Create and prioritize lists then manage your time for success
This post is the sequel to Lead Generation: Getting Started, which primarily deals with high-level concepts surrounding targeting prospects and medium and messaging.
This post we dive into operational best practices for your sales reps. First we’ll cover some basic lead generation tips and resources. Then, talk about how to determine which leads to work first, how to work them, how to organize your day, and best practices on following up.
Build or buy your Lead List?
Depending on your company’s assets, you might choose to build or buy lead lists. When building your lead lists you can use legacy data in your CRM, or pull followers from social channels like Linkedin and Twitter. Buying lead lists might be your only option if you’re an early stage organization without legacy data. There are many platforms you can use to populate lead lists, our favorite is Upwork.
Buying Lead Lists
If you aren’t familiar with Upwork, it’s a platform that connects freelancers to employers. It’s a great resource for getting low value but time consuming projects done in a cost effective way.
When creating a job on Upwork, make sure you always provide a template spreadsheet with all the columns you want and examples in each. Also, make sure that your instructions are crystal clear. Include directions on what to do if information on a specific lead isn’t available etc. For example, if you’re following an ABM strategy you might provide a list of 100 companies and specify you want the name of the Sales VP, a phone number or email address for that person, as well as other information for each company.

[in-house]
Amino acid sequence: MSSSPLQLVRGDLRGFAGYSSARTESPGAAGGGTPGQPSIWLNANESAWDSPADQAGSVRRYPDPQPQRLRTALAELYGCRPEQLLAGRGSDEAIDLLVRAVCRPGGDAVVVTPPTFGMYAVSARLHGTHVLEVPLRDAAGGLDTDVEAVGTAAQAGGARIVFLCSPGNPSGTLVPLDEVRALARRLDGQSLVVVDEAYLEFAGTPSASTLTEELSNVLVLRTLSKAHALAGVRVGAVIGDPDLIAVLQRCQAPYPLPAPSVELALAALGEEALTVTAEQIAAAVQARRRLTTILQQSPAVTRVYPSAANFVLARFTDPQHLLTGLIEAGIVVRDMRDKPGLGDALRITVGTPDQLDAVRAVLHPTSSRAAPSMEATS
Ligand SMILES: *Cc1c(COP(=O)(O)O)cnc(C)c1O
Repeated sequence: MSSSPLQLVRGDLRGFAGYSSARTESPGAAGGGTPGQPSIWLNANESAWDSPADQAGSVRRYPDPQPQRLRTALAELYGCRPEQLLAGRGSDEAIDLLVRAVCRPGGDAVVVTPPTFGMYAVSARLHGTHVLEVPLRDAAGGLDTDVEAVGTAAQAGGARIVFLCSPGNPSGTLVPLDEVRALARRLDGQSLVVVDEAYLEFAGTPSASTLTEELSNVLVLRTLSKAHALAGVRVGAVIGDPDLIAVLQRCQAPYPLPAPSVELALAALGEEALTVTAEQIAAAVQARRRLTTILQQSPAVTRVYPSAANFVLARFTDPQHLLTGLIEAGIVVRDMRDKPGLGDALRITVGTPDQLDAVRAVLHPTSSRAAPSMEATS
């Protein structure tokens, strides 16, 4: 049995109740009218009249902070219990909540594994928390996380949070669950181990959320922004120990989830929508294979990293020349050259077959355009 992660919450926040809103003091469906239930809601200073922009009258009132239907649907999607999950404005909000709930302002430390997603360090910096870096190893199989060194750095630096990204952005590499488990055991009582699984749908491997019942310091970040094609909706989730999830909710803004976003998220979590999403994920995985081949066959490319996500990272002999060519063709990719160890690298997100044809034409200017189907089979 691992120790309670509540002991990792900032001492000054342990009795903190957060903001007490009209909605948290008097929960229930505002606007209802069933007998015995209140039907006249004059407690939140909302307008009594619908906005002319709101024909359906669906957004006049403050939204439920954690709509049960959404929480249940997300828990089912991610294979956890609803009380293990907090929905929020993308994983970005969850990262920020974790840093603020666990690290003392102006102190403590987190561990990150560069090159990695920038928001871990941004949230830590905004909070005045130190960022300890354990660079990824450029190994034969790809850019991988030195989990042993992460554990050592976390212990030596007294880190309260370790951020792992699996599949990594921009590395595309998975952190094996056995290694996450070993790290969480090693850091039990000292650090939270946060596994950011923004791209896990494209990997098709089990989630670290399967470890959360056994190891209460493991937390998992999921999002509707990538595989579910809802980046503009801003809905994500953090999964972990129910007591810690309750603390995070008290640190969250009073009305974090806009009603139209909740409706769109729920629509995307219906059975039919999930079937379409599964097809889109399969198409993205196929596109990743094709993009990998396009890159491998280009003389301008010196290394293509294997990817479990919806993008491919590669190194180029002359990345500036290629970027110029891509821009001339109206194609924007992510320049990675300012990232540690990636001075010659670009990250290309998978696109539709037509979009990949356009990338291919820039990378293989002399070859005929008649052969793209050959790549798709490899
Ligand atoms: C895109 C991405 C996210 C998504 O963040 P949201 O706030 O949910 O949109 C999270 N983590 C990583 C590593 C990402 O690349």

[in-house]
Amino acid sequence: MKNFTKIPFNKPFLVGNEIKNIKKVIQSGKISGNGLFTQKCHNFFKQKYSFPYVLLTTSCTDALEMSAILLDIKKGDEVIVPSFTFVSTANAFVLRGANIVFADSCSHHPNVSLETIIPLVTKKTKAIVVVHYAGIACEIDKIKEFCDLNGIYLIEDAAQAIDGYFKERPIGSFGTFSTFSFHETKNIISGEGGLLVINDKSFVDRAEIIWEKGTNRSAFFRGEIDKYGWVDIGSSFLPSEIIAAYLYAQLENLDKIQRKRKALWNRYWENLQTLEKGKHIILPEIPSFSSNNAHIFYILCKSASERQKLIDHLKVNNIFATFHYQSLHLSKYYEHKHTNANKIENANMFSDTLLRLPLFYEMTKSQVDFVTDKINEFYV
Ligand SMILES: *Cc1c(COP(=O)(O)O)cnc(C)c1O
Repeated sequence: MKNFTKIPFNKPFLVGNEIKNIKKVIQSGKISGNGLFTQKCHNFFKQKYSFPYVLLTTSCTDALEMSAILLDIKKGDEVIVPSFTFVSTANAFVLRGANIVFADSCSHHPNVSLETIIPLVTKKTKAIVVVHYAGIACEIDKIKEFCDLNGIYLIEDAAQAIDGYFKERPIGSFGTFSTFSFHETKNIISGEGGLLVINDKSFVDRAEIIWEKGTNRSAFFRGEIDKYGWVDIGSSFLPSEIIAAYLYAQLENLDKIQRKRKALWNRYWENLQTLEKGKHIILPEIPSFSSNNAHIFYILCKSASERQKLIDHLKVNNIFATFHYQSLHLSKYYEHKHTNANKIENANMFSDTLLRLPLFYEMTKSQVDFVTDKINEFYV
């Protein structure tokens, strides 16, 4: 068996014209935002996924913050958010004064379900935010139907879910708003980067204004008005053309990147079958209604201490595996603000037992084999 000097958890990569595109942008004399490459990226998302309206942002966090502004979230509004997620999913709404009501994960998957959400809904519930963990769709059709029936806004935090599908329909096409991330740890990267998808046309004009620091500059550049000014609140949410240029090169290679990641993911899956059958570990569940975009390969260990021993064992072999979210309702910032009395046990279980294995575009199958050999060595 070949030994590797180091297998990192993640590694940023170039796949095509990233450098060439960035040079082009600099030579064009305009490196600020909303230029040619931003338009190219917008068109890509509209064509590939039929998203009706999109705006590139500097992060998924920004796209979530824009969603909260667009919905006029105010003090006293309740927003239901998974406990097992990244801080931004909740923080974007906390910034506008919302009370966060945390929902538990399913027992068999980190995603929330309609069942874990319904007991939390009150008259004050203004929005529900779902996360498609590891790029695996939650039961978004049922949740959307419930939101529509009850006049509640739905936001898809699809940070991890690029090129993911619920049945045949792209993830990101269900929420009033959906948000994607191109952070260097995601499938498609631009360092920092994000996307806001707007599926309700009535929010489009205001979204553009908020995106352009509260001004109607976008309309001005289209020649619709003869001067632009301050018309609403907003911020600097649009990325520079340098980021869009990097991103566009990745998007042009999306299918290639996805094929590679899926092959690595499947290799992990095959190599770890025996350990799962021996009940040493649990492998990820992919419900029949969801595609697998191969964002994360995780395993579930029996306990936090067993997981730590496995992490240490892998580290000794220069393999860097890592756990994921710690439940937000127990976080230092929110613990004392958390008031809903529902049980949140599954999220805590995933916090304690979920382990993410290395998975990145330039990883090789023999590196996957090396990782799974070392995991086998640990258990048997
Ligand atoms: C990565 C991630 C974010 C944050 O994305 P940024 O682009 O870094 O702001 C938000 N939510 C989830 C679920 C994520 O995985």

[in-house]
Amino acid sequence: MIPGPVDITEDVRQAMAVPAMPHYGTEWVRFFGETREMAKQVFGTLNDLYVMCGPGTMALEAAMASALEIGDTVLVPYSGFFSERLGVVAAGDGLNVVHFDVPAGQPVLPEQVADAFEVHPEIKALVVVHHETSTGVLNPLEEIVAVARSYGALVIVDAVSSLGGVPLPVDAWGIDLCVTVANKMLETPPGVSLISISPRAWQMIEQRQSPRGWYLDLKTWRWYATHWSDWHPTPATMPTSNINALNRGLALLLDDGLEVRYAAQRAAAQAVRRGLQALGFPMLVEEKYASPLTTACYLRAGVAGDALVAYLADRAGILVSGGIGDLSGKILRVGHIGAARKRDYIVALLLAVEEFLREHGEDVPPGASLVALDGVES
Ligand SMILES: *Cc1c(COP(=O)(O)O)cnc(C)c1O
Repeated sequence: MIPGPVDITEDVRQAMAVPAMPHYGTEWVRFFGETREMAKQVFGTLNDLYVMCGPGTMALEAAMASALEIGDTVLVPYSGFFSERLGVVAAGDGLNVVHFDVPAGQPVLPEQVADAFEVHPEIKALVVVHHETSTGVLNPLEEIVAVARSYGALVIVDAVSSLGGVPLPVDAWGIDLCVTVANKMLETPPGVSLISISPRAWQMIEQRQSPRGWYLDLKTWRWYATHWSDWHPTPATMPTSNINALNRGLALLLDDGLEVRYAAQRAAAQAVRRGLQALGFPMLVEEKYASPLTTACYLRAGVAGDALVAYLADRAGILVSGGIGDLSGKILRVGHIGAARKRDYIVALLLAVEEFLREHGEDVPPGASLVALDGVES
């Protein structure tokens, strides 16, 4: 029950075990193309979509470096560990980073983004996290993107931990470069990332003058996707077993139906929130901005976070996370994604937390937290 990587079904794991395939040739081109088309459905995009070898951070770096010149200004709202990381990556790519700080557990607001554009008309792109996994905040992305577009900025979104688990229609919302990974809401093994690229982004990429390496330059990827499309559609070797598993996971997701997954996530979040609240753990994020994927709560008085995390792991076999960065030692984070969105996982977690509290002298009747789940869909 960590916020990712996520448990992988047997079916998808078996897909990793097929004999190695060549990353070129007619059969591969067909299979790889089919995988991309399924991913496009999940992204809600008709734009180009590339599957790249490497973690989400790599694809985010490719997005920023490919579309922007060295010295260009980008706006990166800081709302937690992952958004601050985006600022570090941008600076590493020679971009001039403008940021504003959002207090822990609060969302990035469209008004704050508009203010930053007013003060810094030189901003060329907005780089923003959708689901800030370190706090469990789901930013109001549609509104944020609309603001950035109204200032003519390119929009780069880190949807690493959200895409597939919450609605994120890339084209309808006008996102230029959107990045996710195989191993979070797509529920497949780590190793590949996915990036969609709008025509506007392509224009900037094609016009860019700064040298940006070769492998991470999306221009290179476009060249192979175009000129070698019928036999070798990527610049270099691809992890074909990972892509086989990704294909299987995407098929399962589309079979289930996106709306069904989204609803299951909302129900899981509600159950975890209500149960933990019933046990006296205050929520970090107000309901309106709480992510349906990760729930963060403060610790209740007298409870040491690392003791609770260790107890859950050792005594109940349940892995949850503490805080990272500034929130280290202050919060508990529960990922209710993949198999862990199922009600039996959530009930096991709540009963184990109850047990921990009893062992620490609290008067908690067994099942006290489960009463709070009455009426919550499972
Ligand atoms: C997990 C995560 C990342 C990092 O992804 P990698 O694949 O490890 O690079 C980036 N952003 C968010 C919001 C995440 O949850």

Set a project cap for time, a specific end date and get a sample after 24 hours and review work diaries on a consistent basis.
Make your Lead List Better with Marketing Automation
We always advocate for using SaaS products/tools in your lead generation efforts. Tools like SalesforceIQ, data.com, and Hubspot will populate details like social media handles, current job, location etc.
Prioritize Your List:
Now you’re ready to identify who your top prospects are. There are a number of factors that determine the quality of a prospect, the common ones are: size, revenue, specialty, industry etc.
Other key indicators that you should consider are, what’s happening in their organization? For example, personnel changes, growth, or struggle. Other triggers to look at are, what’s happening in their industry? For example, new acquisitions, new government regulations, etc.
Determine who to work and how
Eventually, you should reach a point where you have more leads than you could possibly work. Then you’ll have to decide how and who you’ll work first. To get started, answer/do the following:
- Should this lead be worked?
- Is this the right person in the organization to be working?
- Then spend 5 minutes or less researching the company
- Make notes in the CRM each time you reach out, to avoid having to research them again
Organize your day